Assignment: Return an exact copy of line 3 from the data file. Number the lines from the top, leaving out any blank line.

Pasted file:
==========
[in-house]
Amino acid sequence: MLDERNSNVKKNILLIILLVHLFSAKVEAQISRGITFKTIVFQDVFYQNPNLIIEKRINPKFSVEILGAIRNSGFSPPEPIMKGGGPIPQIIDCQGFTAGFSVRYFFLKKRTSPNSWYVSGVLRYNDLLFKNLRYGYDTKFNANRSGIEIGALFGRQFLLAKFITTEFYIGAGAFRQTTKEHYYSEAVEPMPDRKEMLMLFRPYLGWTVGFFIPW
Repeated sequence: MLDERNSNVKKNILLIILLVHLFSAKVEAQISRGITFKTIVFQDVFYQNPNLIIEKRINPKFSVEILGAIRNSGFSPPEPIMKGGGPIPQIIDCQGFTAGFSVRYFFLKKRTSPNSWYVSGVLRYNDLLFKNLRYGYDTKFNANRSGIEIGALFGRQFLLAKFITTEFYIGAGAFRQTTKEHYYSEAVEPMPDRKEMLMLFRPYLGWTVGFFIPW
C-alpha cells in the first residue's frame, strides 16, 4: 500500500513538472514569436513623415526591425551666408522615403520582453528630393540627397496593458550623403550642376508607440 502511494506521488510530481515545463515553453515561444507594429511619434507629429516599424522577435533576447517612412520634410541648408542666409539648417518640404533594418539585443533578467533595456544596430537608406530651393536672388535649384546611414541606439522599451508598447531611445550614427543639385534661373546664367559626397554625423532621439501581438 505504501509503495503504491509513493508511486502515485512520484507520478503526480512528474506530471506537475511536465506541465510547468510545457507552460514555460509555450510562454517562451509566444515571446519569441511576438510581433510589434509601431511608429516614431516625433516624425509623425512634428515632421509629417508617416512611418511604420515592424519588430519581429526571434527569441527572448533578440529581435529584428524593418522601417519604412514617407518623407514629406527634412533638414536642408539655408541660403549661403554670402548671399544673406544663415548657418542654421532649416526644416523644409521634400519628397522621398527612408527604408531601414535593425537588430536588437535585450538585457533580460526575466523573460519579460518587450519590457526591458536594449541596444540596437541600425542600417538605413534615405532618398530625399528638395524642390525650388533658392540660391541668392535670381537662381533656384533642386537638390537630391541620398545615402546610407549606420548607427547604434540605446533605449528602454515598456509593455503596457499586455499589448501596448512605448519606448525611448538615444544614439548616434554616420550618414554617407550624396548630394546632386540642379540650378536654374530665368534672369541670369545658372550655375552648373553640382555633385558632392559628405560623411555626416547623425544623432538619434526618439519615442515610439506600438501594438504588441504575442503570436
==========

Repeated sequence: MLDERNSNVKKNILLIILLVHLFSAKVEAQISRGITFKTIVFQDVFYQNPNLIIEKRINPKFSVEILGAIRNSGFSPPEPIMKGGGPIPQIIDCQGFTAGFSVRYFFLKKRTSPNSWYVSGVLRYNDLLFKNLRYGYDTKFNANRSGIEIGALFGRQFLLAKFITTEFYIGAGAFRQTTKEHYYSEAVEPMPDRKEMLMLFRPYLGWTVGFFIPW